Has the Canadian Dollar Hit Bottom? Not Likely.
Markets have been beating down the Canadian dollar, but there’s still room for the CAD/USD exchange rate to drop further. Imagine, for a moment, that we are one year in the future, looking back at the previous 12 months. What would we see and where did the last 12 months lead us?
The evolution of the Canadian economy in 2016 is impossible to guarantee, but we can make an educated guess by viewing it as an extension of everything that has already happened. From that vantage point, the Canadian dollar outlook for 2016 is hideous.
After all, things haven’t been great on the ground. Weak oil prices have decimated a major part of Canada’s export industry, the mortgage bubble grew more fragile, and the world economy stumbled in the wake of global conflict.
We cannot pretend like the Canadian dollar slump is simply a product of poor seasonal sales or a momentary lapse in economic growth. Canada was in recession for the first half of 2015. Is it any surprise that the “loonie” (a nickname for the dollar) is at its lowest level since 2004?
However, the worst is yet to come.
Housing Crash Could Destroy the Canadian Dollar
Canada’s economy was slightly insulated from harm by the housing boom in Toronto and Vancouver, but that bubble is showing signs of strain. Home prices may decline more than 20% in the next two years, according to the Organisation for Economic Co-Operation and Development (OECD). (Source: “20% housing correction would push young homeowners under water,” CBC News, November 9, 2015.)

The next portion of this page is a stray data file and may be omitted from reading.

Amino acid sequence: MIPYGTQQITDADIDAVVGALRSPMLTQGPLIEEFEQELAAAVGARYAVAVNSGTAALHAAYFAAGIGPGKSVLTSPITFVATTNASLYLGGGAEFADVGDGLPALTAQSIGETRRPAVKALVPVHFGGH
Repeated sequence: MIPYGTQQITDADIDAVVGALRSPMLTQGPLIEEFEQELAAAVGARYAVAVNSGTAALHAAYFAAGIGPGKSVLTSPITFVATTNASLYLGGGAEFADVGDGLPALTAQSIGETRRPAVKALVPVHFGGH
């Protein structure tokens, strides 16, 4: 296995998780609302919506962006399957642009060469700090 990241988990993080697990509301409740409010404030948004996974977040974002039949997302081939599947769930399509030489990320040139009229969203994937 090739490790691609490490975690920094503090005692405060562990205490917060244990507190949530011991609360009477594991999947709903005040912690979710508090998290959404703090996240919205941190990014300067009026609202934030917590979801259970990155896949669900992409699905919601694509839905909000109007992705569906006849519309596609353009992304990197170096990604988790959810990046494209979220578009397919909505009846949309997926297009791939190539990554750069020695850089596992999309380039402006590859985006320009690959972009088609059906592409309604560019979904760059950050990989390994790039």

The Canadian dollar would get crushed if both its housing and real estate sectors were hit at the same time, yet it looks like that’s exactly what is happening. We’ve seen enormous amounts of cash drawn to Toronto and Vancouver in much the same way that the U.S. fed its housing bubble. Speculation and leverage, that’s all it takes to engineer disaster.
If you take a drive around Toronto or Vancouver, it becomes all too apparent that rising home prices aren’t a simple story of supply and demand. Sure, a lot of people move to the big cities and are willing to bid up the price on a condo. But that still doesn’t account for the kind of rapid pace we’ve seen in the Canadian housing market.
The truth is that Canadian housing became known internationally as a convenient place to park funds and earn a great return. Housing markets never crash, right? The influx of capital to Canadian real estate helped boost the Canadian dollar over the last 10 years, but there was a massive hidden cost. (Source: “Foreign investors avoid taxes through Canadian real estate,” The Globe & Mail, October 7, 2015.)
Wages for the average Canadian worker weren’t rising at the same rate. Mortgage payments started eating up a larger portion of disposable income, forcing people to take out loans to stay afloat. The debt never stopped mounting.
When Could the Canadian Dollar Collapse?
Canada’s ratio of household debt to disposable income is at dangerous levels, topping 163% in the first quarter of 2015. That means for every dollar Canadians have to spend, they have $1.63 in loans. It means the Canadian dollar is vulnerable in the event of a downturn. (Source: “Canada household debt ratio hits new record of 163.3%,” Financial Post, March 12, 2015.)
As if all this wasn’t enough, the Federal Reserve is planning on hiking interest rates this month. A small rise in the federal funds rate will send the U.S. dollar soaring, thus weakening the relative power of the Canadian dollar.
Considering that Canada is already at risk of devaluing the dollar with its monetary stimulus program, the combination of factors could push the loonie lower than we’ve ever seen. It wouldn’t be impossible for the CAD/USD exchange rate to drop as far as $0.65, $0.63, or even $0.61.